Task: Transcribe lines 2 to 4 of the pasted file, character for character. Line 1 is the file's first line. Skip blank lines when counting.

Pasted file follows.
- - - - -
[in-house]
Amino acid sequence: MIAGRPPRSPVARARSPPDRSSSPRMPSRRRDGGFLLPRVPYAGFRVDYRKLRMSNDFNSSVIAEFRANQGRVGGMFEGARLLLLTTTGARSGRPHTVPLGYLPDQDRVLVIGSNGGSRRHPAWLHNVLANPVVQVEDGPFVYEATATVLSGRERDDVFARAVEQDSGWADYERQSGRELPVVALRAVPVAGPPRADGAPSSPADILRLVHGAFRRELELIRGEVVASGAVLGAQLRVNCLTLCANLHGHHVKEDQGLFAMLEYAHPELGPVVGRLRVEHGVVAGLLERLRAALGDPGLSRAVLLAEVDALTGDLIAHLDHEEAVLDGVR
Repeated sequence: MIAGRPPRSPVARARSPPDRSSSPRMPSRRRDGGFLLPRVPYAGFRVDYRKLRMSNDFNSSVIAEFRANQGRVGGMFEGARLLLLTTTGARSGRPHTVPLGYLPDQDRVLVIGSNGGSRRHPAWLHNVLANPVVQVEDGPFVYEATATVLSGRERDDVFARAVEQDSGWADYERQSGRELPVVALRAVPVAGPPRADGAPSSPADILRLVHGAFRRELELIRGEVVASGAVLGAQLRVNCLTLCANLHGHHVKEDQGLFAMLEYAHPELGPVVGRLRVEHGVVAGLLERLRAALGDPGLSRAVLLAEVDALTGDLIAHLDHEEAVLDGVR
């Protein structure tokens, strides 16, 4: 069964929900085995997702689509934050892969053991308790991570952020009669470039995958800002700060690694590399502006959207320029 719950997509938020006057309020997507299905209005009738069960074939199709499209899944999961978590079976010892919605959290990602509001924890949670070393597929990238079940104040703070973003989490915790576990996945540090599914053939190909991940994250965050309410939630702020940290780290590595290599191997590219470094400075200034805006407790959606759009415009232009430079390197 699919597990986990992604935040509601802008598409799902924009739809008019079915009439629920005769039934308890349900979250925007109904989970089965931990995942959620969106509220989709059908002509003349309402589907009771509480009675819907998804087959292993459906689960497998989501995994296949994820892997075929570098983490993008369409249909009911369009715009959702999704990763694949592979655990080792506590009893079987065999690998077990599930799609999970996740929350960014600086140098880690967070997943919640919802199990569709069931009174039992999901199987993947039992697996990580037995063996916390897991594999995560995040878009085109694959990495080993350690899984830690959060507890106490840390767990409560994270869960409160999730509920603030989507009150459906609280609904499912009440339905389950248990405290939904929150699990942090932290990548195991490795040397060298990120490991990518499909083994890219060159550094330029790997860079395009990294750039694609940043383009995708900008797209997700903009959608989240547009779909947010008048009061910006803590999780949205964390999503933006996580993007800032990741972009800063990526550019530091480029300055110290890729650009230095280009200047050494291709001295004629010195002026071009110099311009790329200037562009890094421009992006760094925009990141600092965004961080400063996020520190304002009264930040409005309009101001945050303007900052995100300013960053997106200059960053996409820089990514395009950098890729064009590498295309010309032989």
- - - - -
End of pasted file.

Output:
Amino acid sequence: MIAGRPPRSPVARARSPPDRSSSPRMPSRRRDGGFLLPRVPYAGFRVDYRKLRMSNDFNSSVIAEFRANQGRVGGMFEGARLLLLTTTGARSGRPHTVPLGYLPDQDRVLVIGSNGGSRRHPAWLHNVLANPVVQVEDGPFVYEATATVLSGRERDDVFARAVEQDSGWADYERQSGRELPVVALRAVPVAGPPRADGAPSSPADILRLVHGAFRRELELIRGEVVASGAVLGAQLRVNCLTLCANLHGHHVKEDQGLFAMLEYAHPELGPVVGRLRVEHGVVAGLLERLRAALGDPGLSRAVLLAEVDALTGDLIAHLDHEEAVLDGVR
Repeated sequence: MIAGRPPRSPVARARSPPDRSSSPRMPSRRRDGGFLLPRVPYAGFRVDYRKLRMSNDFNSSVIAEFRANQGRVGGMFEGARLLLLTTTGARSGRPHTVPLGYLPDQDRVLVIGSNGGSRRHPAWLHNVLANPVVQVEDGPFVYEATATVLSGRERDDVFARAVEQDSGWADYERQSGRELPVVALRAVPVAGPPRADGAPSSPADILRLVHGAFRRELELIRGEVVASGAVLGAQLRVNCLTLCANLHGHHVKEDQGLFAMLEYAHPELGPVVGRLRVEHGVVAGLLERLRAALGDPGLSRAVLLAEVDALTGDLIAHLDHEEAVLDGVR
């Protein structure tokens, strides 16, 4: 069964929900085995997702689509934050892969053991308790991570952020009669470039995958800002700060690694590399502006959207320029 719950997509938020006057309020997507299905209005009738069960074939199709499209899944999961978590079976010892919605959290990602509001924890949670070393597929990238079940104040703070973003989490915790576990996945540090599914053939190909991940994250965050309410939630702020940290780290590595290599191997590219470094400075200034805006407790959606759009415009232009430079390197 699919597990986990992604935040509601802008598409799902924009739809008019079915009439629920005769039934308890349900979250925007109904989970089965931990995942959620969106509220989709059908002509003349309402589907009771509480009675819907998804087959292993459906689960497998989501995994296949994820892997075929570098983490993008369409249909009911369009715009959702999704990763694949592979655990080792506590009893079987065999690998077990599930799609999970996740929350960014600086140098880690967070997943919640919802199990569709069931009174039992999901199987993947039992697996990580037995063996916390897991594999995560995040878009085109694959990495080993350690899984830690959060507890106490840390767990409560994270869960409160999730509920603030989507009150459906609280609904499912009440339905389950248990405290939904929150699990942090932290990548195991490795040397060298990120490991990518499909083994890219060159550094330029790997860079395009990294750039694609940043383009995708900008797209997700903009959608989240547009779909947010008048009061910006803590999780949205964390999503933006996580993007800032990741972009800063990526550019530091480029300055110290890729650009230095280009200047050494291709001295004629010195002026071009110099311009790329200037562009890094421009992006760094925009990141600092965004961080400063996020520190304002009264930040409005309009101001945050303007900052995100300013960053997106200059960053996409820089990514395009950098890729064009590498295309010309032989």